The Bill of Rights was the last event in English history which was to have a direct influence upon the form of government to be adopted in the United States. The important later changes in the workings of the English government did not extend to the government of the American colonies and were very imperfectly understood by the Americans at the time of the Declaration of Independence, or of the Constitution. The constitutional history of England, from the adoption of the Bill of Rights to the accession of George III, can therefore be passed over with a brief mention.

The most important innovation of this period was the development of the English Ministry system. The union of all the different political and religious factors of the English people, which had called William and Mary to the throne of England, was the mere laying aside, instead of the burying of differences, and these differences broke out again as soon as the common danger had been removed. Willaim of Orange, a Hollander by birth, and concerned rather with the larger politics of Europe than with the insular politics of England, could neither fully understand nor sympathize with the aims and prejudices of the individual Englishman. He desired to consider all the previous difficulties as settled and determined by the Bill of Rights, and to unite England in the support of those objects which he considered necessary for the preservation of the liberties of all Europe. For this reason he chose his ministers at the start from the leaders of all political shades. The condition of English politics was such, however, as to render the permanency of such an arrangement impossible. Although the King, after the passage of the Bill of Rights, still retained, for a time, some actual share of the government of England, still the change was rapidly developing by which the power of the executive department passed from the King to that of the Ministry, consisting of the highest offices of the various administrative departments. This English ministry system stands today as one of the so-called conventions of the English Constitution.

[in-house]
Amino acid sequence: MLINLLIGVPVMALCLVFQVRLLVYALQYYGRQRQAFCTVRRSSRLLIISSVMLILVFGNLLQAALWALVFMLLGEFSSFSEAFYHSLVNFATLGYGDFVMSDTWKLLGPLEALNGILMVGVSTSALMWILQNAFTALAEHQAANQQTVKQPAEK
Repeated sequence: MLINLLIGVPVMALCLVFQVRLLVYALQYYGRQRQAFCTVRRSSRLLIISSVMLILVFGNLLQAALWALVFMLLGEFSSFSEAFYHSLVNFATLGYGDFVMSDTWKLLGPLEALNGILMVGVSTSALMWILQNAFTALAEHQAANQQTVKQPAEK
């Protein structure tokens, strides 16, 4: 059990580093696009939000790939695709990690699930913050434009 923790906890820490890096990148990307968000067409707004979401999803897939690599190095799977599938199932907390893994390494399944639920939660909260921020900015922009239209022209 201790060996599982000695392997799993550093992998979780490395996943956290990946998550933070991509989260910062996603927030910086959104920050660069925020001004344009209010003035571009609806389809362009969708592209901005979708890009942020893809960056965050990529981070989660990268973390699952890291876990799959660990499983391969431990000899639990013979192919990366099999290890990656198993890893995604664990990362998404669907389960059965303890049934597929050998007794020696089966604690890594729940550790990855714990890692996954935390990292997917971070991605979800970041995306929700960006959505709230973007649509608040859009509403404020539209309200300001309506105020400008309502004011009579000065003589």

One effect of the introduction of the Ministry was to aid in that course of events which were taking away from the King the ruling power and giving it to the House of Commons, to whom the ministry were responsible ; it tended to reverse the positions of the executive and legislative departments and to make the latter entirely dependent upon the former. The Americans at the time of the revolution did not clearly understand the exact relation of the various departments of the English government to each other, nor appreciate this supremacy which the legislative department had acquired over the executive. The English Ministry system was not even considered during the sessions of the Federal Constitutional Convention.